It’s hard to start a conversation about puberty. So I watched a few videos to see how YouTubers were diving into and engaging in such a sensitive, intimate topic with their audience. Yet what struck me wasn’t the amount of information they were divulging or how they were doing it, but the very candid comments left behind by young girls. The more comments I read, the more disheartened I was. The underlying message was clear — we are not doing enough for girls when it comes to puberty.

Girls are asking for their parents’ involvement.

According to researchers from Columbia University, girls want parents and other trusted adults to be their main source of information when it comes to puberty. It’s often difficult for girls to even approach adults about this issue given the taboo of speaking about this publicly. It’s on us adults to go the extra mile to discuss it with them; Helping a girl learn how to wear a bra or use a tampon is much easier (and frankly more efficient) than trying to console an embarrassed teenager because they didn’t know how to use those things properly.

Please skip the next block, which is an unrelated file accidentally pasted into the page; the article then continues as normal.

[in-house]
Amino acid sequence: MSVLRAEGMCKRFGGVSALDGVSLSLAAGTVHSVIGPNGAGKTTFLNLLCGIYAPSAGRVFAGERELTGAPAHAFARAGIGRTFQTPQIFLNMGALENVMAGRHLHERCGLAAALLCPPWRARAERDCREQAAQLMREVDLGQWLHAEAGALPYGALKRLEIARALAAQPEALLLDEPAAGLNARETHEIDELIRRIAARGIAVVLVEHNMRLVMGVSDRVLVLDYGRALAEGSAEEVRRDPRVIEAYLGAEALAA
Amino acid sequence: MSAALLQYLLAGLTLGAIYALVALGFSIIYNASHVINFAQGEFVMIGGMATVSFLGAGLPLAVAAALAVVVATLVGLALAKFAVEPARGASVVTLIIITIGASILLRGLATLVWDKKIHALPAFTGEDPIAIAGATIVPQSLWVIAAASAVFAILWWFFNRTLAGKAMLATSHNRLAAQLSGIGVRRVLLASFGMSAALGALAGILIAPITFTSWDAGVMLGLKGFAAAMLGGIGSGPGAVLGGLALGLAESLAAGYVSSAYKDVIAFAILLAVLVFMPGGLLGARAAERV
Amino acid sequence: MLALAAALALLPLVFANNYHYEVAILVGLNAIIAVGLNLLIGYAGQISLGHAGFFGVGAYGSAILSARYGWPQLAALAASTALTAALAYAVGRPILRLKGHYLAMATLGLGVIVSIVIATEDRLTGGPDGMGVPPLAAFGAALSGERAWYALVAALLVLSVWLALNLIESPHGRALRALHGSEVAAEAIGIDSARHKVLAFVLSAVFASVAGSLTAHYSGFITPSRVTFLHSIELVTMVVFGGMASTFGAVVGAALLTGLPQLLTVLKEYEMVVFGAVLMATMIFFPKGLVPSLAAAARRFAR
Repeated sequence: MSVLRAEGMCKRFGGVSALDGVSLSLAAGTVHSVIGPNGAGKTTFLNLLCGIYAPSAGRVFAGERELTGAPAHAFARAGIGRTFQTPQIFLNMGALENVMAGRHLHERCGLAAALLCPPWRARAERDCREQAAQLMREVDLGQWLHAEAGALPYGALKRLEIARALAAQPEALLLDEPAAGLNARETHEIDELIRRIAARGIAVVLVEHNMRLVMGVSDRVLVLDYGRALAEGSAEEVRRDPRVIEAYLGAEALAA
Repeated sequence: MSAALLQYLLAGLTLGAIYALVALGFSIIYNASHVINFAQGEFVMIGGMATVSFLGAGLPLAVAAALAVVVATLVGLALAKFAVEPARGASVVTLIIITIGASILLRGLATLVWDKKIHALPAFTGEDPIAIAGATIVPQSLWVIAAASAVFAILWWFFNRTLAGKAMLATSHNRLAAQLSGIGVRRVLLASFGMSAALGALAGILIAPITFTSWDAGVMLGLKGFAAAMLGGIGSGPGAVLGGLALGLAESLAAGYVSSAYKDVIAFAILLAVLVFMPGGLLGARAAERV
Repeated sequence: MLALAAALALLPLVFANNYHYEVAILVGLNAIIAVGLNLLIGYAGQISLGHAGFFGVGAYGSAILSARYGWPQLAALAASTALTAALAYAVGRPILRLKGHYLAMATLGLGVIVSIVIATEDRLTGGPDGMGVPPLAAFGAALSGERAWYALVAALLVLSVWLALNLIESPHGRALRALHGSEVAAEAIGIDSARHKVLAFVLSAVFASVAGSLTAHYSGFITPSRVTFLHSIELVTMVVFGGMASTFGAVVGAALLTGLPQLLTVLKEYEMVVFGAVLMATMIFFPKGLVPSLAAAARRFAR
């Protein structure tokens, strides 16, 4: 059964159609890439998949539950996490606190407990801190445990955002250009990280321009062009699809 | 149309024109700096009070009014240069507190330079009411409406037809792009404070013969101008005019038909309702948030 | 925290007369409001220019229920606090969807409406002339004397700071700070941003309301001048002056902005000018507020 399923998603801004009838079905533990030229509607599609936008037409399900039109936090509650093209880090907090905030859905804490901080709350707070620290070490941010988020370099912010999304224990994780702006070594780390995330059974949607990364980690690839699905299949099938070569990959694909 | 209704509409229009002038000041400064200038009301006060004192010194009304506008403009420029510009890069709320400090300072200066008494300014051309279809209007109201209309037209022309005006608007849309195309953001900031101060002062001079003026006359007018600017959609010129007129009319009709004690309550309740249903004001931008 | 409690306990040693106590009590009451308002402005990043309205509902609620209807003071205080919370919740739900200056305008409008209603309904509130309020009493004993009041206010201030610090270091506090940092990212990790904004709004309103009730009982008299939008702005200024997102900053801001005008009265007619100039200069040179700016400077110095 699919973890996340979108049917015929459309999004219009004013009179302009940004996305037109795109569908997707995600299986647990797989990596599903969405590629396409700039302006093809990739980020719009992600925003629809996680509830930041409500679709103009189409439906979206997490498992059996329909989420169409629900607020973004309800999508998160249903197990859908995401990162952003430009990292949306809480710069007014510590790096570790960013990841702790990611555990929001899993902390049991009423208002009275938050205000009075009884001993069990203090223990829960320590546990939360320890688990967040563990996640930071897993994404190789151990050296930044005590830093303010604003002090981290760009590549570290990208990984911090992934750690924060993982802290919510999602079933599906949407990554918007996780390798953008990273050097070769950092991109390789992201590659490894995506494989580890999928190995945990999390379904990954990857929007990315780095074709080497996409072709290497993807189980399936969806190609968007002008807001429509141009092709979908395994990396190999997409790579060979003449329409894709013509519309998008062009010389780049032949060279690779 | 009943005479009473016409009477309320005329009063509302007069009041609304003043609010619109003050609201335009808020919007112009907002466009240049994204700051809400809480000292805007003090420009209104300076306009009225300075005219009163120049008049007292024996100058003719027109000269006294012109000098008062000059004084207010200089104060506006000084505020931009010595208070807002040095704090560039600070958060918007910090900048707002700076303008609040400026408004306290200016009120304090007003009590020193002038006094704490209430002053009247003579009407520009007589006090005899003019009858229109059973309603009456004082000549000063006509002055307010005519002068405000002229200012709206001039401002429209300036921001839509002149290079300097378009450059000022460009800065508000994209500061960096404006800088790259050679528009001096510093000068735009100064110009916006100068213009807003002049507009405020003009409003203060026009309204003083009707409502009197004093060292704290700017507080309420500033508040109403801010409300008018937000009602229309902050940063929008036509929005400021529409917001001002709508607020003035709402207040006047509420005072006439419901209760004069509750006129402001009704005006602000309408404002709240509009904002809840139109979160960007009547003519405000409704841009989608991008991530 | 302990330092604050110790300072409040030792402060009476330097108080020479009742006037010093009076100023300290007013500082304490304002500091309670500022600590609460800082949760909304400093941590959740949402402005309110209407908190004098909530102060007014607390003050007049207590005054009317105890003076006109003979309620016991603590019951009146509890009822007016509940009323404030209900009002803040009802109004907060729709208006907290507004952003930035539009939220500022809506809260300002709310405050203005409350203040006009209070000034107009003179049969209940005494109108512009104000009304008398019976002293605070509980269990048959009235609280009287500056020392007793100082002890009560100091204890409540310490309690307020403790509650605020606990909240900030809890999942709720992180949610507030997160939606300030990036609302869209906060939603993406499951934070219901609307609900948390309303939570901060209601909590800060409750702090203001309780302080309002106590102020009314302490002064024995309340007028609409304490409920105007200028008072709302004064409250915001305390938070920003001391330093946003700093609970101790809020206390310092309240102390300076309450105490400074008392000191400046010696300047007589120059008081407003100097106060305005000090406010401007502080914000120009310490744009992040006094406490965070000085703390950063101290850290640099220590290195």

Girls are trying to find answers to their normal struggles.

UNESCO reported that girls experience stress, shame, embarrassment, confusion, and fear due to the lack of knowledge and inability to manage their menstruation and body changes. Children nowadays are hitting puberty as early as 8! Can you imagine living like this on a daily basis as an 8 year old? Beyond the basics of puberty, adults need to check in with girls to ensure they are getting the individual support they need. It’s our job take some of that burden off their shoulders, and teach each girls what she need to know about her body at different stages.

Girls are actively seeking reassurance and companionship.

It’s quite amazing that girls are able find peer support over the internet today. In studies done by the American Academy of Pediatrics, we know that girls who develop too early or too late often feel different and are rejected by their peers. Besides educating girls on how to manage their physical changes, adults needs to be aware of how girls are handling it emotionally is well. Helping girls establish self-confidence at a young age will only increase the chances of them living a more positive path in the future.

It’s pretty clear how vulnerable and afraid young girls can be when unguided about puberty. As a female parent, please make an effort to guide and support young girls through this critical stage of their lives. As a male parent, be open to talk about puberty or find someone who is capable of providing your daughter with this support and education that she needs. For females everywhere, don’t be shy to step up to the plate when it comes to young girls; we were all there once, so we should all know that a little encouragement through puberty will go a long way.

Originally published at